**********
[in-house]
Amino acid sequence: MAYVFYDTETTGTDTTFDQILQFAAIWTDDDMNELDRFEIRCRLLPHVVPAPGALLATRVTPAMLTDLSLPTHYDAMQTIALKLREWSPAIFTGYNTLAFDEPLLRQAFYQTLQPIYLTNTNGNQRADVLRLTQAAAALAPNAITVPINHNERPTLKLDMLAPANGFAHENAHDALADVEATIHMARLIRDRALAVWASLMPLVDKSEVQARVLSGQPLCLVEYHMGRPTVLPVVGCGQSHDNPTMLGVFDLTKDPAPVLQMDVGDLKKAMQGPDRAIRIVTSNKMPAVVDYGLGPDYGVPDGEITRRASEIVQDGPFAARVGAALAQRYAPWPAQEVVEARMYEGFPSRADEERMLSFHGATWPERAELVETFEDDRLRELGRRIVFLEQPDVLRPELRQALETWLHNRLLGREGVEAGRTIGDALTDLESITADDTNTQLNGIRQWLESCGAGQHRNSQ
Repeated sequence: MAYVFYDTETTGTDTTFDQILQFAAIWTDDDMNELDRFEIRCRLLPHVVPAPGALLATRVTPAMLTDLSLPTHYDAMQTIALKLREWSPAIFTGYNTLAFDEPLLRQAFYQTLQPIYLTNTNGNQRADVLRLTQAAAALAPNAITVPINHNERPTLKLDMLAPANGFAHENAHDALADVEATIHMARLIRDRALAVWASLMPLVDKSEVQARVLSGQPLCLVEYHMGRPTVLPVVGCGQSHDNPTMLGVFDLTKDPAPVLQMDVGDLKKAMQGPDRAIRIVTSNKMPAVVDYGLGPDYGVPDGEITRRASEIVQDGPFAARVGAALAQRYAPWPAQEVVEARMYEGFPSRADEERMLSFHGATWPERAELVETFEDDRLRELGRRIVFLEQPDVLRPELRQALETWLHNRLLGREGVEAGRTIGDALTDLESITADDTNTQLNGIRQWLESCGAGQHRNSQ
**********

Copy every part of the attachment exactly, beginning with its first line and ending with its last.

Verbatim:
[in-house]
Amino acid sequence: MAYVFYDTETTGTDTTFDQILQFAAIWTDDDMNELDRFEIRCRLLPHVVPAPGALLATRVTPAMLTDLSLPTHYDAMQTIALKLREWSPAIFTGYNTLAFDEPLLRQAFYQTLQPIYLTNTNGNQRADVLRLTQAAAALAPNAITVPINHNERPTLKLDMLAPANGFAHENAHDALADVEATIHMARLIRDRALAVWASLMPLVDKSEVQARVLSGQPLCLVEYHMGRPTVLPVVGCGQSHDNPTMLGVFDLTKDPAPVLQMDVGDLKKAMQGPDRAIRIVTSNKMPAVVDYGLGPDYGVPDGEITRRASEIVQDGPFAARVGAALAQRYAPWPAQEVVEARMYEGFPSRADEERMLSFHGATWPERAELVETFEDDRLRELGRRIVFLEQPDVLRPELRQALETWLHNRLLGREGVEAGRTIGDALTDLESITADDTNTQLNGIRQWLESCGAGQHRNSQ
Repeated sequence: MAYVFYDTETTGTDTTFDQILQFAAIWTDDDMNELDRFEIRCRLLPHVVPAPGALLATRVTPAMLTDLSLPTHYDAMQTIALKLREWSPAIFTGYNTLAFDEPLLRQAFYQTLQPIYLTNTNGNQRADVLRLTQAAAALAPNAITVPINHNERPTLKLDMLAPANGFAHENAHDALADVEATIHMARLIRDRALAVWASLMPLVDKSEVQARVLSGQPLCLVEYHMGRPTVLPVVGCGQSHDNPTMLGVFDLTKDPAPVLQMDVGDLKKAMQGPDRAIRIVTSNKMPAVVDYGLGPDYGVPDGEITRRASEIVQDGPFAARVGAALAQRYAPWPAQEVVEARMYEGFPSRADEERMLSFHGATWPERAELVETFEDDRLRELGRRIVFLEQPDVLRPELRQALETWLHNRLLGREGVEAGRTIGDALTDLESITADDTNTQLNGIRQWLESCGAGQHRNSQ